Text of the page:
“Are there,” I asked, “enough minorities to share around between the three festivals?”
“Well,” said Martin, everybody’s clamouring for the Mia Dancers, who are all aged over 70 years old. And I’m going to the parts of the community that others don’t reach – the Afghan Khans I deal with all the time and some other Afghan guys who run a street food thing. There’s the South Americans and the Turkish delicatessens. Through the traders, I will hopefully get to those ethnic minorities: they are the representatives of the communities.”
“You seem to be taking it very seriously,” I said.
“I’m treating it very seriously indeed,” said Martin. “The Polish I have got in through a nail parlour. What excited me about it is squashing it all down and doing it twice in one day. The impetus you have to put into it; the restrictions you have to put onto the people… That makes it a rollercoaster ride.”
“And it all takes place in one big marquee?” I asked.
“One big marquee with three smaller satellite marquees,” Martin corrected me. “The main marquee has to be capable of a total blackout because we’ll be having the black light ping pong when it’s still daylight outside.”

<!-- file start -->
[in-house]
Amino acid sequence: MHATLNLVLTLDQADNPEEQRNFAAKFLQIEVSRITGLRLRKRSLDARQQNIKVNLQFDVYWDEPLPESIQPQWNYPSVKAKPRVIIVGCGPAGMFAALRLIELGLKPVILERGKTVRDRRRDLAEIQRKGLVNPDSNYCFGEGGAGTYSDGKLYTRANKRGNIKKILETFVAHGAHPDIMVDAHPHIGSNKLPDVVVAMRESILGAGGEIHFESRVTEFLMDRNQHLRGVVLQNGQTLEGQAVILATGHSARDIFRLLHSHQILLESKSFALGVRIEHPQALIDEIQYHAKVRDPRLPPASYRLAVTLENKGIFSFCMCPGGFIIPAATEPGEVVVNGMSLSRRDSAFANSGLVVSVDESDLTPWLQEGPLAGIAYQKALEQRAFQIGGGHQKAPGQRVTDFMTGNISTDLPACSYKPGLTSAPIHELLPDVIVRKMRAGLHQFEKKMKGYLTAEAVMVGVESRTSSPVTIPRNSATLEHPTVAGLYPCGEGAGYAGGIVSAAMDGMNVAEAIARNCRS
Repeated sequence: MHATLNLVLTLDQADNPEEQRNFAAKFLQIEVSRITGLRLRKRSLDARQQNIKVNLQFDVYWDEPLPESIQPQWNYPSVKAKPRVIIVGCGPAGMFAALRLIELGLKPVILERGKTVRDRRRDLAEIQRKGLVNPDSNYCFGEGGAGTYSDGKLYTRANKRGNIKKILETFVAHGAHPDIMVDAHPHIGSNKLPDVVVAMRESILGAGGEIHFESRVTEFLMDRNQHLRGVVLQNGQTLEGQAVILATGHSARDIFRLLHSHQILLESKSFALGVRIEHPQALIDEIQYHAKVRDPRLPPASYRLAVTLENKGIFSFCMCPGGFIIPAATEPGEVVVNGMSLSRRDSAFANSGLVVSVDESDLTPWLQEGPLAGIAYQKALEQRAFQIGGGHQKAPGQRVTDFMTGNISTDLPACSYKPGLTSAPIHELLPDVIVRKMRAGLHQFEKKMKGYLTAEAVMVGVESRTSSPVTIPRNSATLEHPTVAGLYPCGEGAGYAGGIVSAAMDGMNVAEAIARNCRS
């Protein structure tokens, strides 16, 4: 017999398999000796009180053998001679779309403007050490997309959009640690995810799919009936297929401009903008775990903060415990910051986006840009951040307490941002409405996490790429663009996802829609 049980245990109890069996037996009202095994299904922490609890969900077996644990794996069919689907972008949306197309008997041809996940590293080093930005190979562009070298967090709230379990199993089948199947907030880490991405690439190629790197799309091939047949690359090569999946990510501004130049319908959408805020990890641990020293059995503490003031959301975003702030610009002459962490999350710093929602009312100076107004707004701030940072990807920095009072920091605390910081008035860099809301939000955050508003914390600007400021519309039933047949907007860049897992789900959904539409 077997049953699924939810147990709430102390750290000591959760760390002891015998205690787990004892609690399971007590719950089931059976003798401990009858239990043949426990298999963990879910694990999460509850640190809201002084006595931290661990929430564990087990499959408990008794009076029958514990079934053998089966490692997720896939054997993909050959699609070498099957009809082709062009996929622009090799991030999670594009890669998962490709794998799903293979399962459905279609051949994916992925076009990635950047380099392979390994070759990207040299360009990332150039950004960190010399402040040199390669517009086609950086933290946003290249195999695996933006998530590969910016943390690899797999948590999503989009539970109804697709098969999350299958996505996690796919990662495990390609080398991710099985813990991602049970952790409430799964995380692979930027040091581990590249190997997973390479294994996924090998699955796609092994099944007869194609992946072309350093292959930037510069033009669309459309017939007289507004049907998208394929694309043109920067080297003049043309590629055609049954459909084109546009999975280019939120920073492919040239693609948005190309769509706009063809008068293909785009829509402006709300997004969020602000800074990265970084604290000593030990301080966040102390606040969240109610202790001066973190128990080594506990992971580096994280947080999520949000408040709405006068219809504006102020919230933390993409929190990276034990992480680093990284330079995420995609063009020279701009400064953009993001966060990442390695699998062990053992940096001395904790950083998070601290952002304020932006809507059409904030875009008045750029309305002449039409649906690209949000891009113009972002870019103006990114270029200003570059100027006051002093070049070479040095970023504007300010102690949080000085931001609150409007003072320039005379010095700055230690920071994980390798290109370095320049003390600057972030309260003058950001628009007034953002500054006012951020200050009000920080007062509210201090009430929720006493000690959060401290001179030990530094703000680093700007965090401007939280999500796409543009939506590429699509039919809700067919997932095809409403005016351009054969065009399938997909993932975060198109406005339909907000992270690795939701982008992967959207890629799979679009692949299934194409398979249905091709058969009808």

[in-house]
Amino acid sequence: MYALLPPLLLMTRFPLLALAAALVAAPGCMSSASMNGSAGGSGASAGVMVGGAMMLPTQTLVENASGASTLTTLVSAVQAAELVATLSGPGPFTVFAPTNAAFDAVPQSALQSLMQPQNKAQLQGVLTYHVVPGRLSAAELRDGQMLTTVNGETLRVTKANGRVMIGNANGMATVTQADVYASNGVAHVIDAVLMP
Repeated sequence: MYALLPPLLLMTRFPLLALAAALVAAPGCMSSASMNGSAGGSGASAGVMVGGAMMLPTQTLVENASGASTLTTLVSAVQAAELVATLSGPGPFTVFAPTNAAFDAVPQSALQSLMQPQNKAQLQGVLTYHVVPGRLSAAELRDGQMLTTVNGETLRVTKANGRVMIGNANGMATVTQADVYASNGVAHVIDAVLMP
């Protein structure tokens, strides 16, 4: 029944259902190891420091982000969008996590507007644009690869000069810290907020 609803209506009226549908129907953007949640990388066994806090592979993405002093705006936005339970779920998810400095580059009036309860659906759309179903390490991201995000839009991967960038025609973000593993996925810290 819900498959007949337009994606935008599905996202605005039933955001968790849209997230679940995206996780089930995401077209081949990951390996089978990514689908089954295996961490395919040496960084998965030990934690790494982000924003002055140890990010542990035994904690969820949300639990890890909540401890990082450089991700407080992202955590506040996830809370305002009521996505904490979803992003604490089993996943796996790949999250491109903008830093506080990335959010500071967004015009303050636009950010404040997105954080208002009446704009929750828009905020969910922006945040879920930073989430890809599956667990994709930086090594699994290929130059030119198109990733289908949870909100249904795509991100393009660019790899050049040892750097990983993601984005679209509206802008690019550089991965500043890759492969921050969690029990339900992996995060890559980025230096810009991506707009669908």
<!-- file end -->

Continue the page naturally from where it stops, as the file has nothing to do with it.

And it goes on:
“And, in the satellite marquees…?” I prompted.
“The first one – and it’ll be quite a big one – will have The Nunhead Municipal Museum and Sideshow Gallery. There’s an artist called David living in Nunhead. And then there’s the Peckham Pathé News Theatre – a 15-20-seater cinema screening a loop of specially-filmed spoof news items and clips. And then there’s going to be street traders, food and we’re licensed and there’s going to be an art gallery. It’s everything you could possibly ever think of. It may sound perfectly normal…”
“What??” I said. “Only on Planet Soan.”
“There will be two entrances to get into the area,” Martin enthused. “One will be for Good-Looking, Intelligent People. The other one will be for Useless Wasters With No Imagination and No Hope, Going Nowhere. The second entrance will take you round this maze and, along the way, there will be art, notices and all sorts of stuff.”
“And the entrance for Good-Looking, Intelligent People?” I asked.
“That one will be locked, so no-one can get in,” said Martin